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  2. 2. way2ec 11:24 pm 05/18/2010

    Glad to know that so many are taking the threat of this plant’s extinction (at least in the wild) so seriously. I agree with quincykim, poaching is an appropriate term, but somehow that word doesn’t express how wrong is stealing the last of any species, animal or plant.

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  3. 3. hawkeye 11:41 pm 05/18/2010

    Nice sentiments, but too little too late. The species is toast, since even at this late stage, they don’t have the resources to maintain constant security against the jackals that want to finish it off.

    Folks tend to get upset when I describe the human race as a disease organism infecting the earth, but how else can you describe a species that seems to destroy every other form of life with which it comes into contact?

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  4. 4. mmccullough10 8:14 am 05/19/2010

    This is a beautiful flower! I do understand why people are collecting it. Too bad it doesn’t grow from a seed that could be sold in stores so that people could grow them themselves.

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  5. 5. Asa Kreevich 4:09 pm 05/20/2010

    Cyprepedium calceolus may be rare in Britain but in many parts of North America, it is common. I have seen thousands of plants growing along roadside ditches in New Brunswick, Canada. So why the fuss? By the way, orchid gardeners know that C. calceolus is also one of the easiest of the hardy, native orchids to cultivate….I really question the premise of this whole story.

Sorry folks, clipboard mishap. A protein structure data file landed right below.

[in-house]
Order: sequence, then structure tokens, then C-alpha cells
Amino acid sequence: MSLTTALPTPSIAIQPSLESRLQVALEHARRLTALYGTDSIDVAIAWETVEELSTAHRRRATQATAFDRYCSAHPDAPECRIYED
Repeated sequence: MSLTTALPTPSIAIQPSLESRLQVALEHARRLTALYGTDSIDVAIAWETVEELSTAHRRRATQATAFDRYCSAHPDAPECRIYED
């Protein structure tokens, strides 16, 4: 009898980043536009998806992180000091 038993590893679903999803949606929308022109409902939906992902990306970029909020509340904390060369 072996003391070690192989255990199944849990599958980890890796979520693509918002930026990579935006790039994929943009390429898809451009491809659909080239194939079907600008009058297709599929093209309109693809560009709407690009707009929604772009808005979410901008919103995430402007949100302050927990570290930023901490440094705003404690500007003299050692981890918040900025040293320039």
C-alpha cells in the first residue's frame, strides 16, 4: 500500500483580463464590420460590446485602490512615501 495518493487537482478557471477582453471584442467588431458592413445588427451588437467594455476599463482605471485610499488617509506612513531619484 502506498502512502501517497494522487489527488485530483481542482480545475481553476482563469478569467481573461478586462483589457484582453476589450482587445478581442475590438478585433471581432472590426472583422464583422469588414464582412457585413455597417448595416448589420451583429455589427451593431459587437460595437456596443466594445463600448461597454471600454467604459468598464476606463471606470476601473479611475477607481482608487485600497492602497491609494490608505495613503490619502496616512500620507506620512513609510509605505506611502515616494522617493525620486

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  6. 6. Asa Kreevich 4:13 pm 05/20/2010

    Contrary to what the Scientific American article states, Wikipedia (in the article cited as the source of the picture used) says that by 2003 successful re-introduction had resulted in hundreds of plants present in the wild in Britain.

    Does Scientific American employ any fact-checkers?

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  7. 7. Liparis01 2:24 pm 05/24/2010

    There are in fact more sites with this species growing wild. This is actually the only site that is known about, the others are secret. They use this site for public visits.
    I am actually gob-smacked – as we say here – at the quoted price of $7,500 upwards for a propagated plant. Absolute tosh! Where do they get their facts from. Cultivated plants are common to buy in specialist nurseries and on eBay at about 20 – 25 .
    Ive never read such drivel.

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  8. 8. mmccullough10 8:00 am 05/25/2010

    I definitely agree! True if you see them along side of the road there isn’t a sign that says "don’t take" or "no trespassing" the flowers are in the open. They are just like the wild balck berries in the woods. So, then I believe that people should be able to take these flowers just like the wild berries in the woods.